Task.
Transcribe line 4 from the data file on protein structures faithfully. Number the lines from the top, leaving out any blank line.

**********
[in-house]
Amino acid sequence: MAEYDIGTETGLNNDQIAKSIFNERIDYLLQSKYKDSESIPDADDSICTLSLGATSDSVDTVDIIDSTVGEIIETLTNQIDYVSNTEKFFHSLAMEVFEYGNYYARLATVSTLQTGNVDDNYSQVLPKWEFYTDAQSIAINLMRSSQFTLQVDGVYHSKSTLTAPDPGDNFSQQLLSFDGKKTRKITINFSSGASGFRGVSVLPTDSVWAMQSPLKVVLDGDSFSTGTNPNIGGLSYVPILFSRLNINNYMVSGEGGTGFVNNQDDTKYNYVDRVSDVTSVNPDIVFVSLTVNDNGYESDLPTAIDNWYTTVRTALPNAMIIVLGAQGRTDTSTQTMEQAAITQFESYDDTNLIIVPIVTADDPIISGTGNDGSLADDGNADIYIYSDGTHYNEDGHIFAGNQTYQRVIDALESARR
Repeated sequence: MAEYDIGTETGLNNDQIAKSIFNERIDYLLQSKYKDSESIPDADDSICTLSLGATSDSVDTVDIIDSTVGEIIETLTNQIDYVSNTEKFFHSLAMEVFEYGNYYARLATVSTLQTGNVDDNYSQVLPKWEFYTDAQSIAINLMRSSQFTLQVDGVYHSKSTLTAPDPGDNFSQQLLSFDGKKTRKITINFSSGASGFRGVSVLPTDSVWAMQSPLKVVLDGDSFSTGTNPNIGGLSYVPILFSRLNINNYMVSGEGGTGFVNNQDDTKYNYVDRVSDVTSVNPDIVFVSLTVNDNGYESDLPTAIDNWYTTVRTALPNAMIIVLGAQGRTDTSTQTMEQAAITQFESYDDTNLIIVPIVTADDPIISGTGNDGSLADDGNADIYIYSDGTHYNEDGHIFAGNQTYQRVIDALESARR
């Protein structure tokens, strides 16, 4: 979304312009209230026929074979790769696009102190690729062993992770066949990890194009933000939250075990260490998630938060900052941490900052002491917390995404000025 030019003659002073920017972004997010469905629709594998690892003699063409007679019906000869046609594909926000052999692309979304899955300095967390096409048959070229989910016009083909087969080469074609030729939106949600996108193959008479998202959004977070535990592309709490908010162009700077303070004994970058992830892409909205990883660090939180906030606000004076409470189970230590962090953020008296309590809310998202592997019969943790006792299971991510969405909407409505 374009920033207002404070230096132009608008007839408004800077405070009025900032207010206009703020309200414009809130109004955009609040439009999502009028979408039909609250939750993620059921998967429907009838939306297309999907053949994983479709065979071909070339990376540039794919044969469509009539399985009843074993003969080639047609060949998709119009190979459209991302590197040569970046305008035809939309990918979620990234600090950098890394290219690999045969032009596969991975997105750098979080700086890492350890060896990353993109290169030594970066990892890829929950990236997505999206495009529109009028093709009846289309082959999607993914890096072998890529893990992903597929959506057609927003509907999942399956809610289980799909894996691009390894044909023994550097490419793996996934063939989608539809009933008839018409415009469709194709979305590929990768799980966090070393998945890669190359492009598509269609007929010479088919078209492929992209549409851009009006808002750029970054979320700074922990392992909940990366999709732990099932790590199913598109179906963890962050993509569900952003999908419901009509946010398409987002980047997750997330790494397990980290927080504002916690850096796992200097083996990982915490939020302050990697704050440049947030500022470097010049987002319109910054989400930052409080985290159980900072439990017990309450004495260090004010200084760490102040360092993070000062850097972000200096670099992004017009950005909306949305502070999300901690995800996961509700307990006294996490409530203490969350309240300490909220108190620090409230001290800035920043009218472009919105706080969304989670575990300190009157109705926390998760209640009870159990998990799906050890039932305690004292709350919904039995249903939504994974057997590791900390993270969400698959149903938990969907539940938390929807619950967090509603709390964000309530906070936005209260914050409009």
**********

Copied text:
């Protein structure tokens, strides 16, 4: 979304312009209230026929074979790769696009102190690729062993992770066949990890194009933000939250075990260490998630938060900052941490900052002491917390995404000025 030019003659002073920017972004997010469905629709594998690892003699063409007679019906000869046609594909926000052999692309979304899955300095967390096409048959070229989910016009083909087969080469074609030729939106949600996108193959008479998202959004977070535990592309709490908010162009700077303070004994970058992830892409909205990883660090939180906030606000004076409470189970230590962090953020008296309590809310998202592997019969943790006792299971991510969405909407409505 374009920033207002404070230096132009608008007839408004800077405070009025900032207010206009703020309200414009809130109004955009609040439009999502009028979408039909609250939750993620059921998967429907009838939306297309999907053949994983479709065979071909070339990376540039794919044969469509009539399985009843074993003969080639047609060949998709119009190979459209991302590197040569970046305008035809939309990918979620990234600090950098890394290219690999045969032009596969991975997105750098979080700086890492350890060896990353993109290169030594970066990892890829929950990236997505999206495009529109009028093709009846289309082959999607993914890096072998890529893990992903597929959506057609927003509907999942399956809610289980799909894996691009390894044909023994550097490419793996996934063939989608539809009933008839018409415009469709194709979305590929990768799980966090070393998945890669190359492009598509269609007929010479088919078209492929992209549409851009009006808002750029970054979320700074922990392992909940990366999709732990099932790590199913598109179906963890962050993509569900952003999908419901009509946010398409987002980047997750997330790494397990980290927080504002916690850096796992200097083996990982915490939020302050990697704050440049947030500022470097010049987002319109910054989400930052409080985290159980900072439990017990309450004495260090004010200084760490102040360092993070000062850097972000200096670099992004017009950005909306949305502070999300901690995800996961509700307990006294996490409530203490969350309240300490909220108190620090409230001290800035920043009218472009919105706080969304989670575990300190009157109705926390998760209640009870159990998990799906050890039932305690004292709350919904039995249903939504994974057997590791900390993270969400698959149903938990969907539940938390929807619950967090509603709390964000309530906070936005209260914050409009």